We’re talking websites, but I can’t talk about a website without talking about marketing and vice versa, so there’s a ton of overlap there.
You have the backend which is email sequencing, building the relationship, and luckily she’s been doing this for a long time, which is really important because she knows her customer really well, and she has hundreds of case studies where she’s helped people heal–she channels the Earth to help her clients heal, so she literally asks what does this person need to heal from this disease or illness. It’s really amazing, some of the testimonials that she has.
We highlight a lot of that stuff and drive people through that process of getting to know her and then figuring out what they need from her. Maybe it’s just a book, maybe they just want this high level of understanding of connecting to Earth. Maybe it’s one-on-one coaching or a group program. It’s walking through that process, figuring out what they need, and then converting them into a client.
AW: I definitely have not heard of that kind of listening to the Earth before so that’s really interesting. It makes me think of one of my friends who got really into the meditation app Headspace and would get all of our friends together to do meditations outside. I’m not personally into meditation as much, but I think that idea of connecting to the Earth is really interesting.
MH: Yeah, it’s really powerful. And not to go on a tangent, but that sort of stuff is going extinct, if you will, because our society is so fast-paced, we never slow down. That’s why I think mediation is making a comeback in a lot of areas because of the mental issues that we have and the ADD and all that stuff. I think it really comes down to not giving ourselves space, head space, not giving ourselves stillness.
AW: I think that’s why things like ASMR have gotten so much traction and the weird pleasure derived from it because it’s so removed from our busy lives. It also makes me think of people I know who feel like they always need to be consuming information or be productive, so even if they’re on the commute to work or something they’re listening to podcasts or reading. I might just not have the attention span for podcasts but I feel like even on daily commutes I would rather just observe the environment and see what’s happening even if I’m “wasting time.” But I think it’s interesting how there’s this need to be constantly improving through stimulation. It’s a lot, but it’s become the norm in our go-go-go society.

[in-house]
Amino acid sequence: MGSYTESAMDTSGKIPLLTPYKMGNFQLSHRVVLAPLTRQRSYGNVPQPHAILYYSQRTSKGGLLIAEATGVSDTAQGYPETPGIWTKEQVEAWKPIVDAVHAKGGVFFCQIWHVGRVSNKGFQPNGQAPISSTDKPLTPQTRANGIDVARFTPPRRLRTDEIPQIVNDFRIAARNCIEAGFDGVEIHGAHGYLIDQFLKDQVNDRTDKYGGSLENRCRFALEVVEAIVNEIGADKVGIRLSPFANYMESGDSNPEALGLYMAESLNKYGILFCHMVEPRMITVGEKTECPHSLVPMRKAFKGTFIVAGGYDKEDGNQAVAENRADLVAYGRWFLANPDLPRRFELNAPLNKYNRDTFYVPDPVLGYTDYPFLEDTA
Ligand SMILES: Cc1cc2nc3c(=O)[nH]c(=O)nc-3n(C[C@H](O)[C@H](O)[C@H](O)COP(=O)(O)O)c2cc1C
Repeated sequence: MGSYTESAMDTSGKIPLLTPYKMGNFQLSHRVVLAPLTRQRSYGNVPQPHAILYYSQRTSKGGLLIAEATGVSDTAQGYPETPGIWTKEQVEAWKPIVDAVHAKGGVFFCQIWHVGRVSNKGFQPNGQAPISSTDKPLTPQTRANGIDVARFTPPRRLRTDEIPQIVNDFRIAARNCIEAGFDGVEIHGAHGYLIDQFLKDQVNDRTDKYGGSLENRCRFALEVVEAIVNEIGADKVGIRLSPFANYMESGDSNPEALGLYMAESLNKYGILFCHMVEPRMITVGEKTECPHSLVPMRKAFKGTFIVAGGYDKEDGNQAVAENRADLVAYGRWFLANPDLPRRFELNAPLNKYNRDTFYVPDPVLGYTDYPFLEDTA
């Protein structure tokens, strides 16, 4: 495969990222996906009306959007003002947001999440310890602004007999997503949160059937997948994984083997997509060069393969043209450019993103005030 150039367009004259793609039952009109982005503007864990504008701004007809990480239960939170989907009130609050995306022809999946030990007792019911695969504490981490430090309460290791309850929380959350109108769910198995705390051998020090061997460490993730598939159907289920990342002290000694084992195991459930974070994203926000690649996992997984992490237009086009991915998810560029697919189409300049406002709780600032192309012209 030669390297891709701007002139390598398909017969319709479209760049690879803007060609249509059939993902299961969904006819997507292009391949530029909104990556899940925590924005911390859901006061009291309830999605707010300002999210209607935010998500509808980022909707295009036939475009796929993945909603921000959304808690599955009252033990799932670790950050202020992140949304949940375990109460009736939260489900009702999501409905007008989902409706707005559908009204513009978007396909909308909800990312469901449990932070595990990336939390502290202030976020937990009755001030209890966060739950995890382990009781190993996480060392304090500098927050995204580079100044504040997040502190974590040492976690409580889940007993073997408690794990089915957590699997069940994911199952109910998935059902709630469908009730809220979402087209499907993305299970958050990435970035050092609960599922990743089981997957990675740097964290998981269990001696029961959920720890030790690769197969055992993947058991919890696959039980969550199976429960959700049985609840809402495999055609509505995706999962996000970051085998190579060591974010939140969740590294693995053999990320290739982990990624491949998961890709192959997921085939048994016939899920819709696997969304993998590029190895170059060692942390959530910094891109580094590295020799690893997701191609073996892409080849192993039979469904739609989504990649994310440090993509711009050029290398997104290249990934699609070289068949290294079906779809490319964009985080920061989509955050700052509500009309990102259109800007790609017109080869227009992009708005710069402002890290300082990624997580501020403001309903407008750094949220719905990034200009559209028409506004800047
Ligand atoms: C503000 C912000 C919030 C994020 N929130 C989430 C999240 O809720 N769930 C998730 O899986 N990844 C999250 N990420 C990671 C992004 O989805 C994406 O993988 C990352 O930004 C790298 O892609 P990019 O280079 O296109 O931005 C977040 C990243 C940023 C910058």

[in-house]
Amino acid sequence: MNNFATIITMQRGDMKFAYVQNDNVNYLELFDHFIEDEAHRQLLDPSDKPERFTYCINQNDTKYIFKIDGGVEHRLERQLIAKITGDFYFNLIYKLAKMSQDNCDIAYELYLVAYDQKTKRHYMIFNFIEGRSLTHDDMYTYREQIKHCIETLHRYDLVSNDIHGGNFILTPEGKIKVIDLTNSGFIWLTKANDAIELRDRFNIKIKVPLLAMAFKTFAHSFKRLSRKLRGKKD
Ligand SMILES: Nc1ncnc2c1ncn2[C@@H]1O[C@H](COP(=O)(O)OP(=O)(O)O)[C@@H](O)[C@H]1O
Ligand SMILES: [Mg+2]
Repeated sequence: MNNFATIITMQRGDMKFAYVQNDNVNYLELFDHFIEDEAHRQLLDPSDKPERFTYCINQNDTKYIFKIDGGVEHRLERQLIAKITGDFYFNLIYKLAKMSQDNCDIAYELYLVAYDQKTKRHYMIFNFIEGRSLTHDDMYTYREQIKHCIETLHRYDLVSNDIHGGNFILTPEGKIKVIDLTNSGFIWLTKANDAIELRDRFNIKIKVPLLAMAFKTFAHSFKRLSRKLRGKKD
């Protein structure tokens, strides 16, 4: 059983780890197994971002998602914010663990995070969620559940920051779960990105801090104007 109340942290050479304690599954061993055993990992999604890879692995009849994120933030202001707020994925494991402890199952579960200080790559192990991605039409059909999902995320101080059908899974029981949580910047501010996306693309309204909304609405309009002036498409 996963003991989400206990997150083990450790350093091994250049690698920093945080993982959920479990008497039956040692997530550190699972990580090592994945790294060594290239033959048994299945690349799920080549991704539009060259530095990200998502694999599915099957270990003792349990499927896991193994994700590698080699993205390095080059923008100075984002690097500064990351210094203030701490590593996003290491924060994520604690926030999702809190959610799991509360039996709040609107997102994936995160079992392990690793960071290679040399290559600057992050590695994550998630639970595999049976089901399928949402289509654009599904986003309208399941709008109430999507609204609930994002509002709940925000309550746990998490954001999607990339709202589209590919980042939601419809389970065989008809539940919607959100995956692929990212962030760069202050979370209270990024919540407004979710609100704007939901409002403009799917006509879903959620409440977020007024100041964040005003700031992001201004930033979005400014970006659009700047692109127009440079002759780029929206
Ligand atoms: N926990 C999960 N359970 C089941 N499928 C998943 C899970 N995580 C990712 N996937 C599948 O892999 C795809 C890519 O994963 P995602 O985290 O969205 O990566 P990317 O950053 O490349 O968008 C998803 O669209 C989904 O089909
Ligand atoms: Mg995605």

MH: Yeah, absolutely. I’m a podcast nerd myself, I can’t put them down. Sometimes I have to just take a break.
AW: What are three words you would use to describe your design style?
MH: I have to start with “simple” because I’m obsessed with space, so giving text plenty of space. Simplicity, because when you go to a website and there’s tons of content, it’s all really close together, there’s a ton of images, there’s a button here, a button there, there’s a ton of links…your mind immediately shuts off because it’s overwhelmed, it’s burning too many calories. So number one: simplicity.
Number two…simple kind of encompasses all of them, but I’d go with creative or unique. The thing I love about my tools and WordPress is the customization, you’re really able to do anything. I can take one client and build them something super unique and then the next client’s site looks completely different and it’s on-brand. If my client has a brand style that they’ve established, we can continue that as opposed to putting them in a box and saying pick from these handfuls of fonts and colors and styles and themes. So, simple and unique/creative.
I’m not a designer. I’ve never studied design, it’s just kind of come naturally through trial and error with all of these projects. I couldn’t even speak to more design-specific words, so I’m just going to stick to that: simple and unique.
AW: I was curious about that because I feel like there are a lot of people who get into websites, and I never know if they’re coming in from a coding angle or an artsy angle because I’m always curious about what their background is and how they got into website building.
MH: The nice thing about today’s world is that you don’t really have to know how to code. It can help if you know little things here and there, but I don’t know code really and anything that I do know is the super basics that I picked up just by googling something really quickly. No courses on code, really no courses on even website-building–YouTube videos and all the free resources that are out there, and I also have a friend who’s basically my go-to if I have a question. She’s a website guru and she knows everything, so when in doubt I go to her.
In the design realm, I mean if you compared my first couple designs to what I do now, it’s a big difference. Because you learn about the spacing, rules, alignment, and I think I just naturally have a design eye, very aesthetic. I’m able to see what looks bad and then if it looks bad I just continue to change it until it looks good. And in that process, I learn certain rules, if you will.
AW: Where do you draw inspiration from? Whether that’s a person or an aesthetic–what visual elements intrigue you?